Monday, November 14, 2011

Sheet mulching and pH

Finally we have our first two beds filled with dirt.
The first one we sheet mulched in order to build the soil directly into the bed and the other we 
simply filled with cenote dirt.
I used sheet mulching a lot in our garden in NC, when opening another piece of grass up for growing, rather than digging out the grass, I would simply cut it real short and sheet mulch directly on top of the grass. This would incorporate the grass, roots and all the layers into the building of the soil, and at the same time avoid disturbing all the life beneath the grass.
Here however I am trying out using this technic to build the soil directly into the raised bed.
This is the process we used this time around, every time I have sheet mulched it is always a little different, depending on the materials I have on hand.

First we cleared out all the rocks, well the ones that we physically could.
 Then to clean the soil (as has been suggested by local farmers) we added a layer of ashes and left it in the sun for a day. (as it turns out I wonder if this was a good idea as my soil test proved that our soil, at least the cenote dirt, is very alkaline, and ashes are used to make acid soil more alkaline, so not exactly what we needed) .... ohh well....
 Then we added a layer of card board, if there are any weeds or if you are sheet mulching on top of grass or thick weeds this layer will smother it. Then lots of water.
 Then we added a thick layer of greens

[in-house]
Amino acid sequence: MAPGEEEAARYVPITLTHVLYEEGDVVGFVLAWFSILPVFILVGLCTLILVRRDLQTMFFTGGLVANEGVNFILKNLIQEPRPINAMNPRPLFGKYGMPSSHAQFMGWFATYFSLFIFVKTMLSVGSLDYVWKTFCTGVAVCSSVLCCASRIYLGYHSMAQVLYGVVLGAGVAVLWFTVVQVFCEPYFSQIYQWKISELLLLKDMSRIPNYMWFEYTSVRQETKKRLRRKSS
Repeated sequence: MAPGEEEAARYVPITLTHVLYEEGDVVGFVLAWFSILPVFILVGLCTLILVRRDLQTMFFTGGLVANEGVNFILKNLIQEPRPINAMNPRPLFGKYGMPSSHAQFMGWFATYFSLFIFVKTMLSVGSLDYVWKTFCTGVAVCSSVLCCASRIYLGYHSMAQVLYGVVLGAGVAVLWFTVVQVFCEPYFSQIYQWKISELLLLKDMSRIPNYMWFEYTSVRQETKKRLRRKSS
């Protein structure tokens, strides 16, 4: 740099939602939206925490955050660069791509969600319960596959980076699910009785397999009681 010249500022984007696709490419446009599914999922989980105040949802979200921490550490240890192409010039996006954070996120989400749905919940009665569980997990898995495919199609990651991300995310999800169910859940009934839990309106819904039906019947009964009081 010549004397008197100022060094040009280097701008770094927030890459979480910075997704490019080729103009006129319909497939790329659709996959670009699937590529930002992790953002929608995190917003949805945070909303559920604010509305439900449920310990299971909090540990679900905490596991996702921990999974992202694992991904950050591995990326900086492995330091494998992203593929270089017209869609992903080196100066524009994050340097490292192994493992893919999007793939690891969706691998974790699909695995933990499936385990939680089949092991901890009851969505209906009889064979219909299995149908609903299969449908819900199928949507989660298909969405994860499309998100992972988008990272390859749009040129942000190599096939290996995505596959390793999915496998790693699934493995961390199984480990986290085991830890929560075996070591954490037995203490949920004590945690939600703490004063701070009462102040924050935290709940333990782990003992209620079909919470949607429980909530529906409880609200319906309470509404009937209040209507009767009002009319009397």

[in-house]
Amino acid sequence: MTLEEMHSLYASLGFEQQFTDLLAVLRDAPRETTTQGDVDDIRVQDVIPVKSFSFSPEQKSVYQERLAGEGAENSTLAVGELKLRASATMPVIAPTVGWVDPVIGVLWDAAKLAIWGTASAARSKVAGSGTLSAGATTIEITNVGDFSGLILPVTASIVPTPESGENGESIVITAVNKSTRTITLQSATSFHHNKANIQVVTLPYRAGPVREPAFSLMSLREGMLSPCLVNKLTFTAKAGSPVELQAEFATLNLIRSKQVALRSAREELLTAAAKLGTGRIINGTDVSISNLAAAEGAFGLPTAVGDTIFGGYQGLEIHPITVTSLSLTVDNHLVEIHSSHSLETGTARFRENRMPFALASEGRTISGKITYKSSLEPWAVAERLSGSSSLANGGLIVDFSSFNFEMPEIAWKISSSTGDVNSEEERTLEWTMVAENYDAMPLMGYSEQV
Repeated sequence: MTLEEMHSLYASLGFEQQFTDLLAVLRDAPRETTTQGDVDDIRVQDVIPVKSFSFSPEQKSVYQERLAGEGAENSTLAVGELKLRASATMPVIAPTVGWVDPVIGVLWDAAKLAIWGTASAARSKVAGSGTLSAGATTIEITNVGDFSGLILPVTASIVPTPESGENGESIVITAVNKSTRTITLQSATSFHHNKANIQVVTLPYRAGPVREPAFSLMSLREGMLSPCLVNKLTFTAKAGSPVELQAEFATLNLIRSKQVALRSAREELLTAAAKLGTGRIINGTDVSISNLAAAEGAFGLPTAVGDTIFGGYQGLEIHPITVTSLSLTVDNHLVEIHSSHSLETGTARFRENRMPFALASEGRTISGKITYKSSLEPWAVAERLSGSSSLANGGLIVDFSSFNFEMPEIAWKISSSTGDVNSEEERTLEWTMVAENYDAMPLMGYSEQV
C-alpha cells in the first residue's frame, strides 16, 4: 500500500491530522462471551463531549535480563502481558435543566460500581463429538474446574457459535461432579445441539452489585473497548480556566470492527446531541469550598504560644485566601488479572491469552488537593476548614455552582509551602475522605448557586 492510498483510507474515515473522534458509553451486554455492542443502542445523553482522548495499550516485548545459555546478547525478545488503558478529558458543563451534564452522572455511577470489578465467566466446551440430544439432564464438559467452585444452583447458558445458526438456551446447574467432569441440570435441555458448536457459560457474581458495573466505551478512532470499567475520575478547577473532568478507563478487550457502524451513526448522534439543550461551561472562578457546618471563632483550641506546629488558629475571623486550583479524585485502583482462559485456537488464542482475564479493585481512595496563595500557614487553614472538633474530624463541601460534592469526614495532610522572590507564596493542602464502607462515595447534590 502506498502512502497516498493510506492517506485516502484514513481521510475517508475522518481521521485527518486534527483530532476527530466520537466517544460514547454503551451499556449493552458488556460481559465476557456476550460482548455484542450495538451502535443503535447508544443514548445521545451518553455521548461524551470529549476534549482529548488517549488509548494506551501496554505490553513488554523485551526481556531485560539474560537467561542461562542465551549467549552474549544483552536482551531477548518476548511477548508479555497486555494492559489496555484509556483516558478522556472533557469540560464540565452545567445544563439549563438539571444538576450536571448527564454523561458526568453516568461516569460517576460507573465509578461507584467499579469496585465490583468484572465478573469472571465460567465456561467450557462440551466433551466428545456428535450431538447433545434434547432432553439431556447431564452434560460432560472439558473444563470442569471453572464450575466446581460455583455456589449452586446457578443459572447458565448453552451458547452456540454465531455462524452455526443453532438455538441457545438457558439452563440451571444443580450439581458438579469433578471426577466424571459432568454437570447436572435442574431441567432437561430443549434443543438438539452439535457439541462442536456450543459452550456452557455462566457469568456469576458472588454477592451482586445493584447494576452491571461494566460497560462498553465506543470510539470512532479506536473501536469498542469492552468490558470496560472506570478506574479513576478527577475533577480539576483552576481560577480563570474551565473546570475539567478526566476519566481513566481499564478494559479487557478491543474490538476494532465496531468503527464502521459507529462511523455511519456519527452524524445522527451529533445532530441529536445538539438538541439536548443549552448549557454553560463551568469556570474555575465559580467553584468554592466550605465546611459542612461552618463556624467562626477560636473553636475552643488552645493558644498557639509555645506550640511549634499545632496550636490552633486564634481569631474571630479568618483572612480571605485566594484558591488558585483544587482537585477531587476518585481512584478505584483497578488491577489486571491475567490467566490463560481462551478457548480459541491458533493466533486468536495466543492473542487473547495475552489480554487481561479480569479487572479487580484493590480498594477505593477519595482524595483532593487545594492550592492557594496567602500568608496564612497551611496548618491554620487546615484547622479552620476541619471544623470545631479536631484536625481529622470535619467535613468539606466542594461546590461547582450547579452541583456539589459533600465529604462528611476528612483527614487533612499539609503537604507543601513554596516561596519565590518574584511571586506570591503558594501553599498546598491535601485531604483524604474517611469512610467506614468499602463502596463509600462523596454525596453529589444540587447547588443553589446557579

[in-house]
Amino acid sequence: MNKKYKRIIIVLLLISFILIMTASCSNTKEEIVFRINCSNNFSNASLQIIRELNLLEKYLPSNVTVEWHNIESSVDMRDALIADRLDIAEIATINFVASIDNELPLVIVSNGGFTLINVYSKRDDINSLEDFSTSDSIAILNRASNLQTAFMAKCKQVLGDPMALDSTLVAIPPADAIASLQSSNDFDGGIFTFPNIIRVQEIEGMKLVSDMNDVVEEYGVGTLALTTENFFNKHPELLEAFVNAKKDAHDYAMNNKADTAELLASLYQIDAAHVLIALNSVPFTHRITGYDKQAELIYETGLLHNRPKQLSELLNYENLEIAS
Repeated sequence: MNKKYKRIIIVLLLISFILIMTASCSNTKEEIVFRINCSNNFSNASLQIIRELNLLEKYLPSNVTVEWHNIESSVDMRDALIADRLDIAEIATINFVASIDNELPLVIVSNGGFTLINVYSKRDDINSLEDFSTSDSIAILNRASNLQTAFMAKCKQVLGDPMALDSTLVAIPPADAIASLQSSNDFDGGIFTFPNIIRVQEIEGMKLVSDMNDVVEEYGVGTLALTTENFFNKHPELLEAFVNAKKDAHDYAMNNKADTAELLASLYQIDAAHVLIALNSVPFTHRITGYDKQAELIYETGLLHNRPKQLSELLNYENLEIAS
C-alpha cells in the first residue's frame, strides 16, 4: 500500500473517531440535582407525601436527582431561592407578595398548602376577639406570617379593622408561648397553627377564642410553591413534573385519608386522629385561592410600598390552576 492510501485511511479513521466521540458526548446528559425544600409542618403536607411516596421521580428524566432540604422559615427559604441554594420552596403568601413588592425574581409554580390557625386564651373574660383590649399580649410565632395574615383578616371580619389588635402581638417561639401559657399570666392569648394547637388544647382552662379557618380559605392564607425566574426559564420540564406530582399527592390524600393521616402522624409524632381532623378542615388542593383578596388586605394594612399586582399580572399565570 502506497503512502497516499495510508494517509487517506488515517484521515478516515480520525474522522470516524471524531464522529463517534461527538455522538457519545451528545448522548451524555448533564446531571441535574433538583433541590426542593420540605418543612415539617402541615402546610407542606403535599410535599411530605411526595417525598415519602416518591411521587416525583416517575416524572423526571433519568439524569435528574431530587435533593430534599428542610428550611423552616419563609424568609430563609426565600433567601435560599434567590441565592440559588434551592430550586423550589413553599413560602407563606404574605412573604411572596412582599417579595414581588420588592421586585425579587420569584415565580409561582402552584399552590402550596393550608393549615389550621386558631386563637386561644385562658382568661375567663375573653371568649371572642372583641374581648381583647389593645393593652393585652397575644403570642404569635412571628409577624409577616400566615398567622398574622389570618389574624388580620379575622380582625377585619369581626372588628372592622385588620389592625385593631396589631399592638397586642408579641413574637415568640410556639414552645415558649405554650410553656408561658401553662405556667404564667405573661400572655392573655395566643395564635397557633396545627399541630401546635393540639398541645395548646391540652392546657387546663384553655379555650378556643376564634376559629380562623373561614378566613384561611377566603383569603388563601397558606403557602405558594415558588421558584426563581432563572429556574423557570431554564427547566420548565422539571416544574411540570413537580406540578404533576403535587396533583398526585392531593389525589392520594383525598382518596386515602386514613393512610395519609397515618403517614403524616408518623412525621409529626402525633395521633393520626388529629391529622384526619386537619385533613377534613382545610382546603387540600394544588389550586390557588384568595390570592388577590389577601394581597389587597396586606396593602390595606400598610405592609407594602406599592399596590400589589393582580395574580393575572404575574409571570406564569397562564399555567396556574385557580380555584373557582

Then lots of water, as between each layer, in essence much like making a compost pile.
 Then we added a layer of dry matter, could be leaves, newspapers, or what ever you have, we used 
the dried cut grasses from the cenote. Then more water.
 Then a layer of horse manure, and more water.
 Then we added a layer of our ready compost, then more water.
 And finally a layer of cenote dirt.
Ideally I would leave that for a few months, in NC I would leave it to overwinter and it would be ready in spring, but here with the heat I think it will soon be ready, because it has already been sitting for about   4-5 weeks and is no longer warm at all.
Now the bed below is filled with just cenote dirt.
I did a home soil test the other day and it tested the soil very alkaline, which usually translates into a high salt content, this makes sense as the dirt is taken from the cenote. Apparently at some point the saltwater of the sea mixes a little with the underground river systems here, so sometimes the water is more salty than others. Also we find alkaline soil mostly in arid areas, which this place must be said to be, at least somewhat, when we arrived in early summer, it was just the end of 
dry season and it looked much like a dessert everywhere. 
Apparently it is tougher to lower the pH of the soil than it is to raise it if your soil is too acid. Generally soil is considered neutral when the pH measures 7.0, anything below is considered acid soil anything above is considered alkaline. Most plants prefer a pH around 6.5-7.0.
Our cenote soil measured at least 7.5, that may not seem like much but it makes nutrients in the soil unavailable to the plants and encourages pests and sickness in plants when the pH is off.